Board Certified Family Law Specialist Matt Arnold answers the question: “What does uncontested divorce mean?”
You have probably heard of a prenuptial agreement (“prenup”) – an agreement entered into by soon-to-be married couples to protect their assets. Prenuptial agreements are not the only agreements that couples have that can protect their assets. A postnuptial agreement (“postnup”) is entered into after a couple has already gotten married. A postnup can be just as important as a prenup. There are many reasons that a couple might want to enter into a postnuptial agreement.
Couples enter into a prenup when they are trying to protect their assets and keep them separate from their spouse in the event of a divorce. A prenup can account for all of the assets a person might have before marriage, but it might not account for sudden changes to their financial situation once they are married. Receiving a large inheritance, getting a promotion at work, and a variety of other circumstances could cause couples to alter or revise their prenup. If there have been significant changes to the financial situations of the individuals, they might consider a postnup.
Protection of Assets
If a couple did not enter into a prenup before marriage, they might decide to enter into one after they are married. North Carolina is an equitable distribution state. This means that assets are divided equitably in the event of divorce. A postnup can protect assets and essentially override North Carolina property law. In a postnup, the couple can choose the way that they want their assets divided in the event of a divorce.
Protecting Business Interests
If one, or both, spouses have their own business, they might want to keep their interest in the business separate from their spouse. There could be negative implications for a business in a divorce, so it might be smart to protect your business from the outset.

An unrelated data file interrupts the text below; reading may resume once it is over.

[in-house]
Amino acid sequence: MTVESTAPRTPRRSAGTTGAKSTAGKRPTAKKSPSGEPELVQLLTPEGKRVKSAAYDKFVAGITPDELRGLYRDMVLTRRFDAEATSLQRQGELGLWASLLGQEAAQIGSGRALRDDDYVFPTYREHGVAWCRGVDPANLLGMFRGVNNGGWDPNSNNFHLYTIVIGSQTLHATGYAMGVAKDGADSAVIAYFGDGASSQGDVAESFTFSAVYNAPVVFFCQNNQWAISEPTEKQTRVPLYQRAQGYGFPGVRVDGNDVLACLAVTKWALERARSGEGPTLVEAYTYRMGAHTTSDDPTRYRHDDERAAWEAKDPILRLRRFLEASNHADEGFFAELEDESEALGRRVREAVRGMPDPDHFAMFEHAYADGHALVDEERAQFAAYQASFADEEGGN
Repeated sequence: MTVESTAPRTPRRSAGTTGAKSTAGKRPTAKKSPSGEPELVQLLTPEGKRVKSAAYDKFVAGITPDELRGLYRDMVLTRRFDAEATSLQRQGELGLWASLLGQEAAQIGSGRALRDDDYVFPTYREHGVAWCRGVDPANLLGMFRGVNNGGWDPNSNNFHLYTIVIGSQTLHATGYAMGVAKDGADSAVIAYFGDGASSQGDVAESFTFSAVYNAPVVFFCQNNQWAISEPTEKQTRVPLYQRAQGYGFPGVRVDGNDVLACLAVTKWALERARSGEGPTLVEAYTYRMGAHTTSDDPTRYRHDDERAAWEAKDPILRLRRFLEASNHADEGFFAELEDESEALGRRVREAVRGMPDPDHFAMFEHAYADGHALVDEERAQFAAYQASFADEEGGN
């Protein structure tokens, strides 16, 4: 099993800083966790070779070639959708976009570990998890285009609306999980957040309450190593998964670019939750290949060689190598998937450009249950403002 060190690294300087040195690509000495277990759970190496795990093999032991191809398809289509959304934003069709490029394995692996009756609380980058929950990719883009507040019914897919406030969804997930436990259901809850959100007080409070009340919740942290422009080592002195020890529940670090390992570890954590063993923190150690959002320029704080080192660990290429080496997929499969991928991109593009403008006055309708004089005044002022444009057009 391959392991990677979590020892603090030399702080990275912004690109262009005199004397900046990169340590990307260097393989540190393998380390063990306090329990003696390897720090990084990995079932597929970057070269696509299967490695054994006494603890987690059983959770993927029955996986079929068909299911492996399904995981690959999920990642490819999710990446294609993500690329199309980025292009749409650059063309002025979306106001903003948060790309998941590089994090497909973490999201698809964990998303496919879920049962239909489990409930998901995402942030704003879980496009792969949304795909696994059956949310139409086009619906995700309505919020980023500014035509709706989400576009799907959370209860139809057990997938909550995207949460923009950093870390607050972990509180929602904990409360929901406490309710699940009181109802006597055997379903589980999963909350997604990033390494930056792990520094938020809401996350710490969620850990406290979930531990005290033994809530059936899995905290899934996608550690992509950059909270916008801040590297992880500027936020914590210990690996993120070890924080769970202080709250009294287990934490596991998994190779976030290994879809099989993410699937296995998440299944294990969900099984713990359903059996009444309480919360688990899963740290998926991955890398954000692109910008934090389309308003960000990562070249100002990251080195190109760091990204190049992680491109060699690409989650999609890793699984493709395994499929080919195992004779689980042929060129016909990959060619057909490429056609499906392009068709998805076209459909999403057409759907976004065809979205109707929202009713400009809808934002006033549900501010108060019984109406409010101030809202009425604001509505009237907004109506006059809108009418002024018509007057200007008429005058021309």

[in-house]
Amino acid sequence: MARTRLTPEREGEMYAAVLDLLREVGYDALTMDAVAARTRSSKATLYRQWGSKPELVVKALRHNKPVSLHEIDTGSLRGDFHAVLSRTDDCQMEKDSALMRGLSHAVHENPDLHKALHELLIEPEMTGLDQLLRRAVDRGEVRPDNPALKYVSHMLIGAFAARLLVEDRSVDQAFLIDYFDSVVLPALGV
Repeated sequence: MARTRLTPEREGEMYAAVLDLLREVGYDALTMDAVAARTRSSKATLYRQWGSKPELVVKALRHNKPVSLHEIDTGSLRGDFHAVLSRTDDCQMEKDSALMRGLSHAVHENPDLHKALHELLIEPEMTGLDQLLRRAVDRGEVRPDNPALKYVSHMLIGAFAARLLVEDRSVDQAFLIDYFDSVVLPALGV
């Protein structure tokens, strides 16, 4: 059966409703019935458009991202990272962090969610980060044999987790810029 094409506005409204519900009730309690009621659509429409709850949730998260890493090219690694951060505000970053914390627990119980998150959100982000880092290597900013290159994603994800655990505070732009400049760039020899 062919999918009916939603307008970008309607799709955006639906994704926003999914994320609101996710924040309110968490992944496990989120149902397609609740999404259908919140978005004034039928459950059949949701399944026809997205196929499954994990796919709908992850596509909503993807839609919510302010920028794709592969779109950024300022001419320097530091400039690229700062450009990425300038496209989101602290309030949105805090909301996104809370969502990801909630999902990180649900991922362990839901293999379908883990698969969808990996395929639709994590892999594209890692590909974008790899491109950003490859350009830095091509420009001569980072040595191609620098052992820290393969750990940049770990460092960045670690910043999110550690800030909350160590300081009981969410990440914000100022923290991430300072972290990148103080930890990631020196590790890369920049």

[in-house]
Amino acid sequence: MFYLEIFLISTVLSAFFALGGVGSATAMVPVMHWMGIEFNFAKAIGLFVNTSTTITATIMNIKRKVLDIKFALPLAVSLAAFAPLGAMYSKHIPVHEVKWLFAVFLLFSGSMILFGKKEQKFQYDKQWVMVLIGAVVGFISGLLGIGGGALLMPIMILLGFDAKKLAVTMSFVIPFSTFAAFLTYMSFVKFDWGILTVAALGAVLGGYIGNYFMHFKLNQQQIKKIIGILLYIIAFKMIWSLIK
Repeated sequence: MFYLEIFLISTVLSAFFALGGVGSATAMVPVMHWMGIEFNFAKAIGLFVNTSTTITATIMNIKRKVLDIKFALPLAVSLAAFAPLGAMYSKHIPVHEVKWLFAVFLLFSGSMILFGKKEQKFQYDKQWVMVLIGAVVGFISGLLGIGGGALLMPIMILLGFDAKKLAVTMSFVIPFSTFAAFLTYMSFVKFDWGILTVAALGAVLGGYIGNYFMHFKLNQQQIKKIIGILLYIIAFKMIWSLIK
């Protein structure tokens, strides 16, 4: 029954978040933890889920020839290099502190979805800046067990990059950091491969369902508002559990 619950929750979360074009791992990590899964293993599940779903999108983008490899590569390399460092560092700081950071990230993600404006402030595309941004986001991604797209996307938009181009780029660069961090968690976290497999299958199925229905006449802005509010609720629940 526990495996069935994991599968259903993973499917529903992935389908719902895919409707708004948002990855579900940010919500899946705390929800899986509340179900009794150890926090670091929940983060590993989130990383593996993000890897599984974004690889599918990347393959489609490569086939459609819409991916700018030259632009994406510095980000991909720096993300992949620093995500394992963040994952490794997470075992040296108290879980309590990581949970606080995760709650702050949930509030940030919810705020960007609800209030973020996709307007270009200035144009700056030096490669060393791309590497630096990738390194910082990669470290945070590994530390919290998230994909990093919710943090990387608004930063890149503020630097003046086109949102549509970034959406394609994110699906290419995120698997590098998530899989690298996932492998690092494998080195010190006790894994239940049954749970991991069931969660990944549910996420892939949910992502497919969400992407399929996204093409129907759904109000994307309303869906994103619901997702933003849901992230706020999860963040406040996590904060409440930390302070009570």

Protection from Infidelity
No one wants to think about their spouse cheating on them, but a postnup can offer protections for the wronged spouse. A clause could be put in the agreement outlining the consequences of a cheating spouse.
If one spouse has a large amount of debt, a postnup can be used to protect the other spouse from that debt. Keeping assets separate protects them from being taken by creditors.
Requirements of a Postnup
Postnups are complex legal writing that touch on many different areas of the law. An experienced attorney can help you create a legal document free of errors and other common oversights. Complex areas of the law require special attention to detail so that no errors occur and the document is considered valid by the courts if for some reason the document would need to be enforced.
Contracts between married couples must be handled correctly. There are three main requirements of every postnup in North Carolina:
- The postnuptial agreement must be in writing;
- The agreement can not contain provisions or clauses that are disadvantageous to the public; and
- The agreement must be notarized by the proper official.
The family law attorneys at Arnold & Smith, PLLC are here to help you. If you have questions about postnups, prenups, or any other marital documents, we are here to answer your questions and help you determine what the proper actions are for you. Contact us today for a consultation. If you find yourself facing a complicated family law matter and need the help of experienced family-law attorneys in or around Charlotte, Lake Norman, or our new office in Monroe (by appointment only until spring 2019), please contact Arnold & Smith, PLLC today at (704) 370-2828 or find additional resources here.
The family law practice group at Arnold & Smith, PLLC includes two Board-Certified Family Law specialists and one Child Welfare Law specialist, as well as several attorneys with many years of family law experience that are committed to providing a powerful voice to individuals facing the often-tumultuous issues in this area of law. The range of issues our family law clients may be facing include pre- and post-nuptial agreements; separation agreements; post-separation support; child support (both temporary and permanent); absolute divorce; divorce from bed and board; military divorce; equitable distribution of assets; child custody (both temporary and permanent); retirement benefits and divorce; alimony and spousal support; adoption; and emancipation. Because this area of the law is usually emotionally charged and complicated, the family law attorneys at Arnold & Smith, PLLC act with the utmost dedication to ensure that each client understands his or her options, and then act to achieve the best result possible for that client’s particular situation.
See Our Related Video from our YouTube channel:
See Our Related Blog Posts: